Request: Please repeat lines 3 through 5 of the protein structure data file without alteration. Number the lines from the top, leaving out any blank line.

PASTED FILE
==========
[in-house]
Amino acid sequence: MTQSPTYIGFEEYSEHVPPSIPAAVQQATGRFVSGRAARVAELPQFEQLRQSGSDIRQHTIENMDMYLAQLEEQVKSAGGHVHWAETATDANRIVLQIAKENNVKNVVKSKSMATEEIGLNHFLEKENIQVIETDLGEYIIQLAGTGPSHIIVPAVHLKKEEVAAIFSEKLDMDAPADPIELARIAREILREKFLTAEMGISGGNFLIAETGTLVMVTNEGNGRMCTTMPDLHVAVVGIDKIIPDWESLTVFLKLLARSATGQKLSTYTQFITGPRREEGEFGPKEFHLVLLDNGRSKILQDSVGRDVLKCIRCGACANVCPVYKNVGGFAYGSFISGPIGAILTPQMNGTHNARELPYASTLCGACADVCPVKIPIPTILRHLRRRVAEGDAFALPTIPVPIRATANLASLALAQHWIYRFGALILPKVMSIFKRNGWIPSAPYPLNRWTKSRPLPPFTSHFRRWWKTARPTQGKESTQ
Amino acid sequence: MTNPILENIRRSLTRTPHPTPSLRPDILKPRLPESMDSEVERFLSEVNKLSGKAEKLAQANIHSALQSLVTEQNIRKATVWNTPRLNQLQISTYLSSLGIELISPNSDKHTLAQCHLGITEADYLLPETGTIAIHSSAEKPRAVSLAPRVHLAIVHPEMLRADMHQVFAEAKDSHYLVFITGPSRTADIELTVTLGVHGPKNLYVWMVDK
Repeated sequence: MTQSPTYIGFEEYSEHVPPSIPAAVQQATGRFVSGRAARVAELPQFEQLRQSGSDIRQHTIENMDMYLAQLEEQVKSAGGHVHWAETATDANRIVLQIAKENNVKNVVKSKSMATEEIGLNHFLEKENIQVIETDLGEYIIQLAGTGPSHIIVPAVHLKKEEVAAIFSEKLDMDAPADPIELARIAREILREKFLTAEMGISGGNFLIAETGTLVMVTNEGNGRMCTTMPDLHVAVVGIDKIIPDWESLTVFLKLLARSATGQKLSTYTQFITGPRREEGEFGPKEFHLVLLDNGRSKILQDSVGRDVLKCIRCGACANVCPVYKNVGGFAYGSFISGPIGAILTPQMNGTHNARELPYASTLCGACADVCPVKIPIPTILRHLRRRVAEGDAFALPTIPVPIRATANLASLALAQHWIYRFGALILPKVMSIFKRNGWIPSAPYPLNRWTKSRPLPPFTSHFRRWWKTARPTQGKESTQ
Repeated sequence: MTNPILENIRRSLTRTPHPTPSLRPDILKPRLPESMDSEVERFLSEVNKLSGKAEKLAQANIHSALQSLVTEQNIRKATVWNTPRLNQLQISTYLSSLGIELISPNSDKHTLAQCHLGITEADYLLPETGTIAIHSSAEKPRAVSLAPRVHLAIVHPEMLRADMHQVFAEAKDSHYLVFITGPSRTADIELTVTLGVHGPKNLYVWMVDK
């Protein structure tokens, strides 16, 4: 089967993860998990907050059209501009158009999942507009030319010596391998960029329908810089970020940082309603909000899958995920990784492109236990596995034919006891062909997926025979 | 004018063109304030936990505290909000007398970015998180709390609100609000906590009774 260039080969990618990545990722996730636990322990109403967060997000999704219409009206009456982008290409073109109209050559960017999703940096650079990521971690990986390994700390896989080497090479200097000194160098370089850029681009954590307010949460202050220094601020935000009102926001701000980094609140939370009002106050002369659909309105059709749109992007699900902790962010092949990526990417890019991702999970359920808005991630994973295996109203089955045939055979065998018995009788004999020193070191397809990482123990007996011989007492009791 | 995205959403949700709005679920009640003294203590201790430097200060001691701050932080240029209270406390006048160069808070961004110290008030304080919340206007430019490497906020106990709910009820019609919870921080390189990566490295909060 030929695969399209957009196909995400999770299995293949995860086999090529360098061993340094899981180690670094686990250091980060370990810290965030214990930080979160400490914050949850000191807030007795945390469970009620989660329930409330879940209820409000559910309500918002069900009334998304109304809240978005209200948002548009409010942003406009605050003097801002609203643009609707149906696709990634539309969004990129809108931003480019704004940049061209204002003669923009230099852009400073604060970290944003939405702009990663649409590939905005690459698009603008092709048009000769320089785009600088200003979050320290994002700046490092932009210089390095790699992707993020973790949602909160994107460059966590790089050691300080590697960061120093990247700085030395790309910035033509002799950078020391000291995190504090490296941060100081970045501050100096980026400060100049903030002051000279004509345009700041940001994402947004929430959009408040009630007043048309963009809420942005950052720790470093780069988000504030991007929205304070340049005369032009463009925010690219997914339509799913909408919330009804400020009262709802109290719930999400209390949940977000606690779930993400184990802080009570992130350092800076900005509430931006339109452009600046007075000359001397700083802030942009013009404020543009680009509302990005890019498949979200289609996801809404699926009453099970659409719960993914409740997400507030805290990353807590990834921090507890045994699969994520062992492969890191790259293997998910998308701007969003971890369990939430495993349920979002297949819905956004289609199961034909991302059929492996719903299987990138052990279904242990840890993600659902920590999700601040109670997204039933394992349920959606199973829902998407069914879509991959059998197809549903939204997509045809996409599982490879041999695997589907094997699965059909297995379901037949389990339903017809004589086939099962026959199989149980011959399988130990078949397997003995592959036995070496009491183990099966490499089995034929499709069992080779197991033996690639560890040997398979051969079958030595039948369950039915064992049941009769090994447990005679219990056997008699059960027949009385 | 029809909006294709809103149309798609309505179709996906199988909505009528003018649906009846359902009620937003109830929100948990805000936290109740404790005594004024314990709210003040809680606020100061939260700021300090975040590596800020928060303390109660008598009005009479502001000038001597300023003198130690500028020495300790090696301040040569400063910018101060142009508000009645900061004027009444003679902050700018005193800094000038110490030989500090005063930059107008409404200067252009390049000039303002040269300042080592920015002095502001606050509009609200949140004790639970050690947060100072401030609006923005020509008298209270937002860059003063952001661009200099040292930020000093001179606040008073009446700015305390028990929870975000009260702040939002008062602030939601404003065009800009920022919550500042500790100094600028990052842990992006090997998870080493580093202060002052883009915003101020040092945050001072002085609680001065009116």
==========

Amino acid sequence: MTNPILENIRRSLTRTPHPTPSLRPDILKPRLPESMDSEVERFLSEVNKLSGKAEKLAQANIHSALQSLVTEQNIRKATVWNTPRLNQLQISTYLSSLGIELISPNSDKHTLAQCHLGITEADYLLPETGTIAIHSSAEKPRAVSLAPRVHLAIVHPEMLRADMHQVFAEAKDSHYLVFITGPSRTADIELTVTLGVHGPKNLYVWMVDK
Repeated sequence: MTQSPTYIGFEEYSEHVPPSIPAAVQQATGRFVSGRAARVAELPQFEQLRQSGSDIRQHTIENMDMYLAQLEEQVKSAGGHVHWAETATDANRIVLQIAKENNVKNVVKSKSMATEEIGLNHFLEKENIQVIETDLGEYIIQLAGTGPSHIIVPAVHLKKEEVAAIFSEKLDMDAPADPIELARIAREILREKFLTAEMGISGGNFLIAETGTLVMVTNEGNGRMCTTMPDLHVAVVGIDKIIPDWESLTVFLKLLARSATGQKLSTYTQFITGPRREEGEFGPKEFHLVLLDNGRSKILQDSVGRDVLKCIRCGACANVCPVYKNVGGFAYGSFISGPIGAILTPQMNGTHNARELPYASTLCGACADVCPVKIPIPTILRHLRRRVAEGDAFALPTIPVPIRATANLASLALAQHWIYRFGALILPKVMSIFKRNGWIPSAPYPLNRWTKSRPLPPFTSHFRRWWKTARPTQGKESTQ
Repeated sequence: MTNPILENIRRSLTRTPHPTPSLRPDILKPRLPESMDSEVERFLSEVNKLSGKAEKLAQANIHSALQSLVTEQNIRKATVWNTPRLNQLQISTYLSSLGIELISPNSDKHTLAQCHLGITEADYLLPETGTIAIHSSAEKPRAVSLAPRVHLAIVHPEMLRADMHQVFAEAKDSHYLVFITGPSRTADIELTVTLGVHGPKNLYVWMVDK